Animated Lebanese terror

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Waltz With Bashir: 90 minutes. Rated: MA. Director: Ari Folman. DVD website

Waltz With BashirDuring one scene in Waltz With Bashir (Vals Im Bashir), a trauma specialist tells a story of an Israeli soldier who, in order to cope with the horror of the 1982 Lebanon War, rendered his experiences as a film inside his head. Through the lens of his 'camera', he was able to view the scenes of battle and slaughter with awe and marvel, but not fear.

Waltz With Bashir itself achieves something similar. Part documentary and part animated saga, it revolves around the Sabra and Shatila massacre of more than 800 Palestinian and Lebanese civilians in 1982. Documentarian Ari Folman witnessed the aftermath of the massacre as a 19-year-old Israeli soldier, but has repressed the images of his direct involvement.

He sets out to interview former comrades and other experts and witnesses, and in so doing is able to reconstruct the sequence of events, as well as his own memories of them. Innovatively, the film blends animated versions of these interviews and conversations, with vivid, animated recreations of each character's wartime anecdotes.

The surreal visual style and episodic structure reduce the real events to an artifact, which provides space for reflection, while adding intensity. The artifact is more than the sum of its parts. As much as it is a broad comment on war and its consequences, Waltz With Bashir is also an exploration of the nature of memory and of the place of morality during and beyond war. The audience becomes vicarious witnesses to the horror.

When it comes to adult images and themes, animation has an interesting effect. Like the 2008 film Persepolis, which portrayed the rise of Islamic fundamentalism in Iran, the animation in Waltz With Bashir soothes the revulsion of scenes of graphic violence, while also lending them a grotesque beauty, that is at once magnetic and unsettling. There is also a practical benefit too. Folman is able to recreate scenes of which no footage exists.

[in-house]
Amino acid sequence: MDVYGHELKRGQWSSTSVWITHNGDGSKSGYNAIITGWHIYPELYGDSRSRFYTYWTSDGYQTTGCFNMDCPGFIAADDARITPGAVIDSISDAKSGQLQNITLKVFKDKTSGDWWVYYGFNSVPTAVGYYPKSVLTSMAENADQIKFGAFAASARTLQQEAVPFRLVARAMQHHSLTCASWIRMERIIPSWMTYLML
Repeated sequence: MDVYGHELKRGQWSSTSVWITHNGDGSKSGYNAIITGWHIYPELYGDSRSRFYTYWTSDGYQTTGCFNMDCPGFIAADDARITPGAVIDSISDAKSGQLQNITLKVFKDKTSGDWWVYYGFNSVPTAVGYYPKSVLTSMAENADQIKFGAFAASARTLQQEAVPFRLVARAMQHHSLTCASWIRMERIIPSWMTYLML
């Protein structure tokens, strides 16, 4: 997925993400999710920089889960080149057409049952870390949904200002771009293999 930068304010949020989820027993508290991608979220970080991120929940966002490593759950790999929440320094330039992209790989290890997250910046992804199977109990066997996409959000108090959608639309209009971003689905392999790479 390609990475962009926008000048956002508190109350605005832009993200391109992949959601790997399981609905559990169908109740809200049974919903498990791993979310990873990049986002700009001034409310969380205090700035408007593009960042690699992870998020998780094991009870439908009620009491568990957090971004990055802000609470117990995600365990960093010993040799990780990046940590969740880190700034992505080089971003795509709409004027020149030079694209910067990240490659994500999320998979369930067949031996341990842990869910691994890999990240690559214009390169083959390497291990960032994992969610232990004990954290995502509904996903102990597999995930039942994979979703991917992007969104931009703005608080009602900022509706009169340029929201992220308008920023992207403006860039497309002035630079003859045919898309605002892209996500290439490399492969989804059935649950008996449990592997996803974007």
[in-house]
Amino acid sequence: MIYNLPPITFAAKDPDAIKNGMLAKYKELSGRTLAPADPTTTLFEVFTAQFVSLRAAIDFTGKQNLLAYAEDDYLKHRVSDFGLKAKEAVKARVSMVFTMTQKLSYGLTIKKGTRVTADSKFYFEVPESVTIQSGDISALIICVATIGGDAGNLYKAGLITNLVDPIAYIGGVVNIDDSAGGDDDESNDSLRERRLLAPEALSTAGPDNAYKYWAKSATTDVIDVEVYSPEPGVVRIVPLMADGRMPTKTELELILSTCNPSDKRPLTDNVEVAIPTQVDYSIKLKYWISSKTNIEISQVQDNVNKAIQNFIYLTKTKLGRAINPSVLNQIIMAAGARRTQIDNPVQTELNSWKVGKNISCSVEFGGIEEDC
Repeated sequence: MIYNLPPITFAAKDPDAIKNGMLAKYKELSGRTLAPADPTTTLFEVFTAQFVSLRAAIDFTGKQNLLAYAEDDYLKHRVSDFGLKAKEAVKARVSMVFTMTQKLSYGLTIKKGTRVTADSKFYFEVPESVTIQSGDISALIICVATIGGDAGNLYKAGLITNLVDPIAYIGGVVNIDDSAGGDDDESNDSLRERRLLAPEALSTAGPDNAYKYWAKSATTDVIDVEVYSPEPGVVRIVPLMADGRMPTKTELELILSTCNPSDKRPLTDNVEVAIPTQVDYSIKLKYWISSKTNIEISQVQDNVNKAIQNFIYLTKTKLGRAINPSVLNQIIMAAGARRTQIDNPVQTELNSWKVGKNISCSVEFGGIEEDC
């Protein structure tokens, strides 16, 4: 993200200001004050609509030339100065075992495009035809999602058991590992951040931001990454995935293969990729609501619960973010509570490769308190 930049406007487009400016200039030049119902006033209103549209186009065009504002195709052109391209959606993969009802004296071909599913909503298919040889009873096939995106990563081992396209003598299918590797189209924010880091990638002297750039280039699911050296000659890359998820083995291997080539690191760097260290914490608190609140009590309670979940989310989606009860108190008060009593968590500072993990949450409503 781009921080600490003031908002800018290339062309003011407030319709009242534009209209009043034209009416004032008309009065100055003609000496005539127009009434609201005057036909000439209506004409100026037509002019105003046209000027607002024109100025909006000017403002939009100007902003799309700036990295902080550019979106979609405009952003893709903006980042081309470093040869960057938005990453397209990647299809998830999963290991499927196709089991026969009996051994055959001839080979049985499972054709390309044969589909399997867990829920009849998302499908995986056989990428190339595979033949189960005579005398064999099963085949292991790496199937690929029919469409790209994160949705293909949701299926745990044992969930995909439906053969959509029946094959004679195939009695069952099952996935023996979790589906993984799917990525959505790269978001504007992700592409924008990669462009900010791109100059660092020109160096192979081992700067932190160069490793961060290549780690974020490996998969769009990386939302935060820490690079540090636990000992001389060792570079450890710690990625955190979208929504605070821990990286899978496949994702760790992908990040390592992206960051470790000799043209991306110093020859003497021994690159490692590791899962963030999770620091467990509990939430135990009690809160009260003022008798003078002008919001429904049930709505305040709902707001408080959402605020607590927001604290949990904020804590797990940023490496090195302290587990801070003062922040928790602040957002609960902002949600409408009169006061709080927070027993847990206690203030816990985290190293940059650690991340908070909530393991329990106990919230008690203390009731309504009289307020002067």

Such scenes — of a soldier fleeing into the sea after he is abandoned mid-battle by his regiment; of another soldier spraying bullets into the air and 'dancing' in the street while snipers snipe from above; of Folman himself, a teenager, warbound, seasick and vomiting off the side of a boat while his fellow soldiers party — are recreated with an engaging dreamlike quality. 'Reality', dreams, memories and hallucinations blend into a seamless montage.

There is a twist in the tale of the aforementioned soldier, who reduced the war to a film in his head. Eventually, inevitably, his camera 'broke'. This occurred when he was confronted with the startlingly horrific scene of a yard full of massacred horses. Suddenly, the war was real. He became a victim of 'trauma'.

Similarly, Waltz With Bashir doesn't let its audiences off with a safe fantasy. During its closing moments, the stylistic animation gives way to archival video footage. Ultimately Waltz With Bashir is a confessional, and Folman is compelled to take us with him into the full, hard reality of the massacre and his complicity.

LINK:
Waltz with Bashir DVD available from Madman Entertainment


Tim KroenertTim Kroenert is Assistant Editor of Eureka Street. His articles and reviews have been published by The Age, Inside Film, the Brisbane Courier Mail and The Big Issue.

Topic tags: Sabra and Shatila massacre, Lebanon War, Ari Folman, Waltz With Bashir

 

 

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The one vomiting in a boat was not Fohlman but a person he interviewed.
E | 16 June 2011


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